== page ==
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How Wisconsin became ground zero for American polarization

Election results show political divides in Wisconsin, once a true swing state, have become more calcified along county lines as the country has polarized.
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WASHINGTON — The shifts that have remade American politics in recent years can be seen and felt everywhere, but maybe no other state tells the story as clearly as Wisconsin.

Two Wisconsin elections are going down to the wire this fall — races for governor and senator — and if recent trends are to be believed, the nation’s sharp partisan divides are likely to be a driving force in both votes.

It wasn’t always so. For decades, Wisconsin was a battleground, with voters who swung from election to election. It wasn’t uncommon for the state to vote one way in a presidential election and then swing back to vote for the other party when it came to the Governor’s Mansion.

But look at elections over the past few decades in the state and familiar patterns emerge. National trends around race, education and urbanness among voters have had large impacts on Wisconsin’s statewide races.

You can see the trend when you reach back to the 1994 election for governor.

In that election, Gov. Tommy Thompson won by more than 35 percentage points, taking all but one of Wisconsin’s 72 counties, including Democratic strongholds Milwaukee and Dane counties (the home of Madison). That came between two presidential wins in the state for Democrat Bill Clinton, who won Wisconsin by more than 4 points in 1992 and by more than 10 points in 1996.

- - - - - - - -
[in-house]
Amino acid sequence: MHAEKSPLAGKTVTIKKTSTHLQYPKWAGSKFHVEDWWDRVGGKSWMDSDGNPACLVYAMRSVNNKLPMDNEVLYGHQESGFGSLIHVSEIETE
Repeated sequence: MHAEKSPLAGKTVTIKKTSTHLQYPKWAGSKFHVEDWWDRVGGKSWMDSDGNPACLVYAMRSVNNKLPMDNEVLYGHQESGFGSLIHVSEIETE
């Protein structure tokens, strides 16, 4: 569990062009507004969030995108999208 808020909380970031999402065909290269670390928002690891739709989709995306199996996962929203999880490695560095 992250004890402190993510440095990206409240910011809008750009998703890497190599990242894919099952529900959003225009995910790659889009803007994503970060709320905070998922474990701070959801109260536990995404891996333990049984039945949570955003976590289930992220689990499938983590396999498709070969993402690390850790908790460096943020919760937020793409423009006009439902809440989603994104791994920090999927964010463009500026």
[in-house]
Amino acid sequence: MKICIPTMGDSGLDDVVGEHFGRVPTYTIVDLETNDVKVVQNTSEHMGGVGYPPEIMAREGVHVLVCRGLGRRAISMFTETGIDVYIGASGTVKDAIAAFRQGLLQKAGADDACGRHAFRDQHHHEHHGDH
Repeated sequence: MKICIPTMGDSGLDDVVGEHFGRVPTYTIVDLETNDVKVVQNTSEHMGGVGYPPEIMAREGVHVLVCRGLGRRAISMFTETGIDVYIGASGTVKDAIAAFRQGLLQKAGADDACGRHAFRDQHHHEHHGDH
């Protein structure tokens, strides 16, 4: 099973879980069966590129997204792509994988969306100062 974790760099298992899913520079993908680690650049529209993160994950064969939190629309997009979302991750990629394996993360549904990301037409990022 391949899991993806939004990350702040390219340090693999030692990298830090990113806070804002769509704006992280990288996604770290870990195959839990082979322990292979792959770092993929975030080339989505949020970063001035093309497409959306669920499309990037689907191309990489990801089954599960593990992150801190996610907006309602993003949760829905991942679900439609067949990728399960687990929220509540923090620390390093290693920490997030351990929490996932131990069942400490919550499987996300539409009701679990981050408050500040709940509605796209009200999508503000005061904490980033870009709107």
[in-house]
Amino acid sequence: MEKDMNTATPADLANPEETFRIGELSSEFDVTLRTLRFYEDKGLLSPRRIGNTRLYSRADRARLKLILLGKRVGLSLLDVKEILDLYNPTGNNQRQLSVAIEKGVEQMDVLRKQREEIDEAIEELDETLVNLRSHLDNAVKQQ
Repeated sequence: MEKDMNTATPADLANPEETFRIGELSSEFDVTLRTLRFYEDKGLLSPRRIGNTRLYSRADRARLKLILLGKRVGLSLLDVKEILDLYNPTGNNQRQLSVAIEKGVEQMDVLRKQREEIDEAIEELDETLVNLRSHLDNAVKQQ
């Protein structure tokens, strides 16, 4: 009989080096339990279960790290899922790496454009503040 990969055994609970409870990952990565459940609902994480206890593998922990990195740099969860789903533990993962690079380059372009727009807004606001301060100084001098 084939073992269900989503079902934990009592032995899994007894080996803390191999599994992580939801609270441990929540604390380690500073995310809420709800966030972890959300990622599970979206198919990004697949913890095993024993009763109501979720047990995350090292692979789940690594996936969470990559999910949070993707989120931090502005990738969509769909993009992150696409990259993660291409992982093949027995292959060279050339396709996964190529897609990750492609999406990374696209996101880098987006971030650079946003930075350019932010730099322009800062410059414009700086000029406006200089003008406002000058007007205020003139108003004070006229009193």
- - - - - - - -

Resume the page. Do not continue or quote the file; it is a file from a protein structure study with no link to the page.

Flash-forward to the state’s 2002 election for governor and the results look different. The election went to Democrat Jim Doyle, but it was closer, although in many ways it was still broadly based.

Doyle won by the race by about 4 percentage points, but he also carried 43 of the 72 counties, 17 more than Democrat Al Gore won when he carried Wisconsin in the 2000 presidential election.

While Doyle ran up big margins in Milwaukee and Dane, he also won counties across much of the rural north, such as Price (population 15,800) and Forest (population 10,000).

That kind of win for a Democrat in Wisconsin is basically unheard of in the current political climate. In 2018, Democratic Sen. Tammy Baldwin won her seat by about 11 points, but she carried only 29 counties. In the 2018 election for governor, Democrat Tony Evers captured the Governor’s Mansion by a little more than 1 point, and he carried only 19 counties.

Evers’ winning map in 2018 leaned heavily on big margins out of Milwaukee and Dane counties — 35 points and 51 points, respectively. He won only six counties north of La Crosse.

Ultimately, that map didn’t look radically different from the map of Wisconsin’s 2020 presidential election results. Joe Biden won the state by less than 1 point and carried only 14 counties. Biden won Milwaukee by about 40 points and Dane by about 53 points. He won seven counties north of La Crosse.

None of this is damning. It is simply evidence of a broader change in our politics and a sign of how national partisan breakdowns have come to define state races. Wisconsin isn’t an outlier here; it’s an example of a trend in other states.

As the 2002 midterms approached, 27 states had voted for the same party in their most recent presidential and governor’s elections. Today, that’s true of 39 states.

In other words, Wisconsin is an example of how the old rule of elections, that “all politics is local,” seems much less true than it once was. In 2022, in Wisconsin and across the country, local politics and national politics look and feel increasingly similar.